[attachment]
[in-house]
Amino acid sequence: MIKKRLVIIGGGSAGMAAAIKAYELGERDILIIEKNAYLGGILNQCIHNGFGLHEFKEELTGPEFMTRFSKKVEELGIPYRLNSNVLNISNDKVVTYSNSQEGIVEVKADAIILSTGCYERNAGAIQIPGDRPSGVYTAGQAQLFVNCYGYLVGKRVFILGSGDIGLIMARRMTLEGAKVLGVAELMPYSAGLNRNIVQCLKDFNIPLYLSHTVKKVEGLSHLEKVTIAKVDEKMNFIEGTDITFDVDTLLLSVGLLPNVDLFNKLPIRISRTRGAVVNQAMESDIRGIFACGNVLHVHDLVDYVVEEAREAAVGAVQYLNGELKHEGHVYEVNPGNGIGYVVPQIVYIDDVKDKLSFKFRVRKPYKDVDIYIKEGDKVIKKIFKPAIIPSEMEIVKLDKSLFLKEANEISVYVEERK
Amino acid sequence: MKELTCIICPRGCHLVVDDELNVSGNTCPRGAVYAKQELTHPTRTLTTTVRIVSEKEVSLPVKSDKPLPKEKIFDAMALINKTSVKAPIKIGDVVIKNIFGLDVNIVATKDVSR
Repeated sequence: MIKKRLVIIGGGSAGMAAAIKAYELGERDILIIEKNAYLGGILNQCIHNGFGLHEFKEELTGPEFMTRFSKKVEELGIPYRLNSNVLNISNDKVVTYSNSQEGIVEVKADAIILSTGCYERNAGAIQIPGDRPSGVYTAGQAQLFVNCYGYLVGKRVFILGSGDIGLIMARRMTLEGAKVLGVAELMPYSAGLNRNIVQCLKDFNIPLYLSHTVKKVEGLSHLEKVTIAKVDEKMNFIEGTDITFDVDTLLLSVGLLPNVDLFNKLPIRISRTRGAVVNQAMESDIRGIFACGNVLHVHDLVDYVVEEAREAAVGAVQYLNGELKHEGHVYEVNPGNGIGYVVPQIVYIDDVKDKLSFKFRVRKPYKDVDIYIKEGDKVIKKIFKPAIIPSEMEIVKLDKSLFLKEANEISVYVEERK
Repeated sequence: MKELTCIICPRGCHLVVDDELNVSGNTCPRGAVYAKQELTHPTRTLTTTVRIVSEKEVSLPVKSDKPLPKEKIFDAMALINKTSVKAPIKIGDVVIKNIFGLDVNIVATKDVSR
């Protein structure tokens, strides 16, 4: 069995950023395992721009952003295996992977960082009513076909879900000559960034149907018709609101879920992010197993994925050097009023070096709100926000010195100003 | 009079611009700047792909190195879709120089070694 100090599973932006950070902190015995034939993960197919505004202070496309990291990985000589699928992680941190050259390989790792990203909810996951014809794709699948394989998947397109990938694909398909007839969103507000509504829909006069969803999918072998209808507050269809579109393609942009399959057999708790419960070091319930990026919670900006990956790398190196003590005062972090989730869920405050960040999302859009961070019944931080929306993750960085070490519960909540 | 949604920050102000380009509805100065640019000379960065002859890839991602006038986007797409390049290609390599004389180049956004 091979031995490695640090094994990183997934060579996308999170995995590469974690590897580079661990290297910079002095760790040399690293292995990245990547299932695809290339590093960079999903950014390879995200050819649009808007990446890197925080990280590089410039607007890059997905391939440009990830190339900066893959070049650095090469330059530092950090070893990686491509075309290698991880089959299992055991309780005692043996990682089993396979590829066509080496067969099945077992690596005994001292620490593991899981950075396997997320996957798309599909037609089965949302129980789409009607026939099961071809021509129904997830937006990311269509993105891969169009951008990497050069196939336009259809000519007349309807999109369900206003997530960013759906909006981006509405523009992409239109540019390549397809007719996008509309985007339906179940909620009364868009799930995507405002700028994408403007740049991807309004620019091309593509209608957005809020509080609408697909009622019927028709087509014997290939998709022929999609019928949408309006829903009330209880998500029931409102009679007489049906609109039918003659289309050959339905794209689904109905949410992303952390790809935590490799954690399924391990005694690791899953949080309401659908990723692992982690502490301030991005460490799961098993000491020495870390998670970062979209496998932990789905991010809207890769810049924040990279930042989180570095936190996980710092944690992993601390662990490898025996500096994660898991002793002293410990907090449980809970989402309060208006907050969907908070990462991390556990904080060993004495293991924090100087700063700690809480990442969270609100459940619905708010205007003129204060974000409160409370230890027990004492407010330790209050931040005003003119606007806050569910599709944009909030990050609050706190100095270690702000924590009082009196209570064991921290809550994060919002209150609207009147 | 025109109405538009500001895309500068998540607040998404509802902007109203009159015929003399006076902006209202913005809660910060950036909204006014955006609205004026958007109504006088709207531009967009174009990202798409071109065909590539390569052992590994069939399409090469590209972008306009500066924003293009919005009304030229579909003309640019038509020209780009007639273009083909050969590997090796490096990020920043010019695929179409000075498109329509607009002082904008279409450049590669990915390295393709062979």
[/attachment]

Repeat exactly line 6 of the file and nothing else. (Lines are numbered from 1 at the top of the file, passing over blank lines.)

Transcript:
């Protein structure tokens, strides 16, 4: 069995950023395992721009952003295996992977960082009513076909879900000559960034149907018709609101879920992010197993994925050097009023070096709100926000010195100003 | 009079611009700047792909190195879709120089070694 100090599973932006950070902190015995034939993960197919505004202070496309990291990985000589699928992680941190050259390989790792990203909810996951014809794709699948394989998947397109990938694909398909007839969103507000509504829909006069969803999918072998209808507050269809579109393609942009399959057999708790419960070091319930990026919670900006990956790398190196003590005062972090989730869920405050960040999302859009961070019944931080929306993750960085070490519960909540 | 949604920050102000380009509805100065640019000379960065002859890839991602006038986007797409390049290609390599004389180049956004 091979031995490695640090094994990183997934060579996308999170995995590469974690590897580079661990290297910079002095760790040399690293292995990245990547299932695809290339590093960079999903950014390879995200050819649009808007990446890197925080990280590089410039607007890059997905391939440009990830190339900066893959070049650095090469330059530092950090070893990686491509075309290698991880089959299992055991309780005692043996990682089993396979590829066509080496067969099945077992690596005994001292620490593991899981950075396997997320996957798309599909037609089965949302129980789409009607026939099961071809021509129904997830937006990311269509993105891969169009951008990497050069196939336009259809000519007349309807999109369900206003997530960013759906909006981006509405523009992409239109540019390549397809007719996008509309985007339906179940909620009364868009799930995507405002700028994408403007740049991807309004620019091309593509209608957005809020509080609408697909009622019927028709087509014997290939998709022929999609019928949408309006829903009330209880998500029931409102009679007489049906609109039918003659289309050959339905794209689904109905949410992303952390790809935590490799954690399924391990005694690791899953949080309401659908990723692992982690502490301030991005460490799961098993000491020495870390998670970062979209496998932990789905991010809207890769810049924040990279930042989180570095936190996980710092944690992993601390662990490898025996500096994660898991002793002293410990907090449980809970989402309060208006907050969907908070990462991390556990904080060993004495293991924090100087700063700690809480990442969270609100459940619905708010205007003129204060974000409160409370230890027990004492407010330790209050931040005003003119606007806050569910599709944009909030990050609050706190100095270690702000924590009082009196209570064991921290809550994060919002209150609207009147 | 025109109405538009500001895309500068998540607040998404509802902007109203009159015929003399006076902006209202913005809660910060950036909204006014955006609205004026958007109504006088709207531009967009174009990202798409071109065909590539390569052992590994069939399409090469590209972008306009500066924003293009919005009304030229579909003309640019038509020209780009007639273009083909050969590997090796490096990020920043010019695929179409000075498109329509607009002082904008279409450049590669990915390295393709062979």